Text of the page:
As I discuss on my Law and Language blog, Shakespeare’s works display a great deal of legal knowledge despite his limited formal education. As a part of Shakespeare’s vast imaginative universe, his story lines and characters help us (among countless other things) to analyze the command form of legal positivism, a form of legal positivism holding that laws are commands of sovereigns backed by threats of punishment. Various scenarios in the plays help us see how such an approach cannot succeed. As I plan to show in subsequent blogs, Shakespeare also: (a) beautifully lays out arguments for natural law only to demolish them; (b) centuries before Holmes formulated his prediction theory of law (the theory that the law is a set of predictions as to how the courts will act in certain circumstances), Shakespeare penned plays that help us see how such theory fails; and (c) Shakespeare otherwise gives us insightful bits and pieces from which we might begin generating a workable jurisprudence complying with the semiotics of law and its inherent restraints. In this first of four planned blogs (all four of which draw from my longer article Let’s Skill All the Lawyers), I’ll briefly explore the command theory form of legal positivism using insights from Shakespeare. Continue reading here.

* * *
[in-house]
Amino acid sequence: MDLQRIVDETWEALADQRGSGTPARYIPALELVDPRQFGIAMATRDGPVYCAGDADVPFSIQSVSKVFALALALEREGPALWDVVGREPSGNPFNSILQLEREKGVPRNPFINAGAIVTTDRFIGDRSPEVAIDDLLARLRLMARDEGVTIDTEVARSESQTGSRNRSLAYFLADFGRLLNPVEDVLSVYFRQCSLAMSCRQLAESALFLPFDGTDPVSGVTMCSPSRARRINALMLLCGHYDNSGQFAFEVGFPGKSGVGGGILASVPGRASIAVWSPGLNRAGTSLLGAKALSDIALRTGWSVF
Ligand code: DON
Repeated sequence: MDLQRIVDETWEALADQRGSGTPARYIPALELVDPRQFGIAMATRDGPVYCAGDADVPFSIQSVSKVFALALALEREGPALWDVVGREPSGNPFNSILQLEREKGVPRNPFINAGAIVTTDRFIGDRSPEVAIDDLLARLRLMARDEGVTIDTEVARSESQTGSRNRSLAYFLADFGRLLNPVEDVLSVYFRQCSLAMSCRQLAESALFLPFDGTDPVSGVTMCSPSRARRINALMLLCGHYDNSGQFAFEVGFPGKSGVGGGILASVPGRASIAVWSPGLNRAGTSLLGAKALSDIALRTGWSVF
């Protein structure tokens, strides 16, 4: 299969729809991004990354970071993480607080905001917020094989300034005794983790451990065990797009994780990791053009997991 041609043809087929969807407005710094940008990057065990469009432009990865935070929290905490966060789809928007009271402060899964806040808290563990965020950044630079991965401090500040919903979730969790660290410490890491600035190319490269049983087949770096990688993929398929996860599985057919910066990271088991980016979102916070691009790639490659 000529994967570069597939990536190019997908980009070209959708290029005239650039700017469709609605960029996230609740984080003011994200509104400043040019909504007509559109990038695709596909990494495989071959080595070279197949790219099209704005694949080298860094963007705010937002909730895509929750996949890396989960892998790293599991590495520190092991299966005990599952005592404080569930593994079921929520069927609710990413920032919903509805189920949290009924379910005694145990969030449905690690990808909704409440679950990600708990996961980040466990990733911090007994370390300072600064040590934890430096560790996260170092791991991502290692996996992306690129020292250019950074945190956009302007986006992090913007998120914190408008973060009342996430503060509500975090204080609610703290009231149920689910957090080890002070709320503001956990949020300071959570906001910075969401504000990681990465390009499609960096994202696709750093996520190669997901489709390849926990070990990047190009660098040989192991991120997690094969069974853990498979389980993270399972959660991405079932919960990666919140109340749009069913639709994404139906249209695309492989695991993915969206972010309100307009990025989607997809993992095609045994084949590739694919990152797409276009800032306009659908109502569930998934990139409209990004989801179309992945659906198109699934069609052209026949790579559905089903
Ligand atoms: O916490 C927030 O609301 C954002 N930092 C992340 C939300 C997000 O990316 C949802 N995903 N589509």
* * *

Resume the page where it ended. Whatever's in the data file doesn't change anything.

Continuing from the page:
Key Words: Command, Divine Right of Kings, Falstaff, God, H.L.A. Hart, Hamlet, Henry IV, Jurisprudence, King John, King Lear, Law, Legal Positivism, Macbeth, Natural Law, Philosophy, Richard II, Shakespeare, Sovereign, Threat